Hey there! I'm Vivian. Sometimes I write about life and sometimes I write about teaching.

I had to make the 5+ hour drive home from Carmel to Los Angeles on my own this weekend. That meant I didn’t have to compete for the car sound system! It was just the right amount of time to listen to this new book by Patrick Harris II, The First Five. (You can buy the audiobook for only $3.99 on Apple Books!) In this “memoir with a call-to-action”, Harris shares stories from his first five years of teaching and invites readers/listeners to do the same. When reflecting on his “why”, he tells stories of his own childhood that brought him to teaching. So of course, this got me thinking about my own stories…

Who’s old enough to remember these?


These I See Sam books were first printed in 1972 and they are still available on Amazon! (Updated, apparently.) One of the books literally contains just the three words in the title–I, see, Sam.

I was a kindergartner in 1976 and was forced to read these books and do worksheets where I did things like color in pictures starting with certain letters for the first few months of school. I don’t have a lot of vivid memories from my childhood, but I do remember coming home one day and being asked by mom, “How was school?”

My answer? “Boring.”

You see, I already knew how to read when I arrived at my kindergarten class. To this day, I don’t know how I learned to read since I didn’t have parents who read to me, but that’s another story. The point is, I knew how to read. But that didn’t matter because I had to do what everyone else in the class was doing, read books about Mat sitting on a rat. Why was Mat so rude? I couldn’t understand why we had to read these books that made no sense to me and were such a breeze to decode.

Then one day, I was taken to a different school. It was one room and had students of multiple ages. I can still picture the bookshelves filled with all kinds of books lining the wall just under the window. My new teacher, Mrs. Fernando said I could read whatever books I wanted. Being the first kid to be dropped off in the morning and the last one to be picked up wasn’t so bad because that meant I could read a little longer. I imagine if I hadn’t switched schools, I may not be the reader I am today.

Fast forward to my first year as a teacher…I spent nearly every weekend scouring garage sales for books for my classroom. (These were the days before Donors Choose.) I wanted to make sure my kids had all the books to choose from the way I did. Fast forward again to yesterday when I got a text from a friend who let me know that the book bins I gave to a teacher when I left the classroom a few years ago are now being passed on to her to use. The books may be different now, but the bins keep getting filled!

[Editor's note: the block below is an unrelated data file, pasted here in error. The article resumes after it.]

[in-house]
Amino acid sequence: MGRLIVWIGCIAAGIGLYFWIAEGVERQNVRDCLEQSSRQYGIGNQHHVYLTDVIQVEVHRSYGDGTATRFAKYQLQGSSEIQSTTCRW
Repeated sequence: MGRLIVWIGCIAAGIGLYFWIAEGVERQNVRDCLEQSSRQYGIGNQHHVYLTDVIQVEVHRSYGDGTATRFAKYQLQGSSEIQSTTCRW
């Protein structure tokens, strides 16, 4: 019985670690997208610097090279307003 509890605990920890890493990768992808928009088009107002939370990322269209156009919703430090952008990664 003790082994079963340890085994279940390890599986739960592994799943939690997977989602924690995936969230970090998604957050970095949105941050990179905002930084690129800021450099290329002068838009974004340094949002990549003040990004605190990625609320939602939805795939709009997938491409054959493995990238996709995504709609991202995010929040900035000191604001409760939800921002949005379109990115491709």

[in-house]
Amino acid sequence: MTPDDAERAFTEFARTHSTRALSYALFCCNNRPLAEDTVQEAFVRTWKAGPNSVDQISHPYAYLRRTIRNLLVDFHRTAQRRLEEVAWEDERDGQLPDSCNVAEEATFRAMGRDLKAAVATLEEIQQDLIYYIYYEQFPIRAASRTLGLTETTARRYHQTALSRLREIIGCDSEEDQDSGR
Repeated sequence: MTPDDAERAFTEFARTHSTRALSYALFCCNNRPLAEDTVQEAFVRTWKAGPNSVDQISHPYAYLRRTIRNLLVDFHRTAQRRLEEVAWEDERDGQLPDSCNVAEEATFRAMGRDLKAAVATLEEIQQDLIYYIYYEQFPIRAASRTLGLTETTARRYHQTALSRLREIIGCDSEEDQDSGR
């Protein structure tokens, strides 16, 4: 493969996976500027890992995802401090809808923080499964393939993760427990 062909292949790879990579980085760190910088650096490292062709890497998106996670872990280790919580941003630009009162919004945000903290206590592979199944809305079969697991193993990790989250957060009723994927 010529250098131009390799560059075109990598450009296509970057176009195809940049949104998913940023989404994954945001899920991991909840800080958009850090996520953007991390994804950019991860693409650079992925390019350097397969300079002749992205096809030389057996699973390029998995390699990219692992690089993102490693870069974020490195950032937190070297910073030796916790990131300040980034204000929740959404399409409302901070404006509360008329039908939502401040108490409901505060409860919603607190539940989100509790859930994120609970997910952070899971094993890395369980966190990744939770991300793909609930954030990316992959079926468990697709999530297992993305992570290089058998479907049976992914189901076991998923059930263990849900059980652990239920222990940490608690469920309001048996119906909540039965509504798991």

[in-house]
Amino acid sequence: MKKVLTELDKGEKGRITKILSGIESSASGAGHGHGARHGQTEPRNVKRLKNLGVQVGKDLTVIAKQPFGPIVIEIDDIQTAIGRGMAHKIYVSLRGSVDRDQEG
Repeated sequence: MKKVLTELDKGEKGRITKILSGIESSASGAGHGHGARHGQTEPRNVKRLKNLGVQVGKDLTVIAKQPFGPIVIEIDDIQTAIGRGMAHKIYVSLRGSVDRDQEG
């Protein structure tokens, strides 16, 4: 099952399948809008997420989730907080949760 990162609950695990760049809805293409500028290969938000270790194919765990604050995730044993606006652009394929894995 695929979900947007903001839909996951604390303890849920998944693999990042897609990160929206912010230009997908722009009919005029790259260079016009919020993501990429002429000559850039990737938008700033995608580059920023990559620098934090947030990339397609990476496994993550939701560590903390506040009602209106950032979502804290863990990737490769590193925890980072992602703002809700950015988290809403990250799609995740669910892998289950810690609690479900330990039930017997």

This story is not to say that decodables are bad. The availability of quality decodables is so much better now AND it’s what some kids need. What this story taught me early on, is that there is not one way to teach reading and you can’t discount the part that joy and engagement play in learning.

I’d love to hear your stories that shape your “why”.

  1. Trish says:

    What serendipity, that move to a world of CHOICE reading (choice in every way). Your take-away is key: not any one way works for everyone! (I think about this now as I read about Lucy Calkins clarifying and adjusting her position. Gurus must be open to revision or what’s the purpose of learning?
    Thanks for this great story and the wonderful Mrs. Fernando who found the key for YOU!

  2. arjeha says:

    Unfortunately, for many years the standard of teaching was that every student in the class do exactly the same work and worksheet as every other student in the room no matter what individual skill the student had or what level that student had reached. I went to a catholic school during the late 50s and early 60s. We had Dick, Jane, and Spot. Luckily I had Golden Books and a set of Childcraft Encyclopedia at home.

  3. I had amazing teachers for Kindergarten and first grade. However, second grade was a soul-crushing year. There were SRA cards to read. I dutifully completed them to the best of my ability and then fake read during DEAR time. My second-grade teacher never caught on to what I was doing. As an adult, I’m so thoroughly disappointed in her. She was the opposite of Mrs. Fernando. Thank goodness I had better teachers later on. I eventually became a reader, but there was a lot of damage done in second grade.

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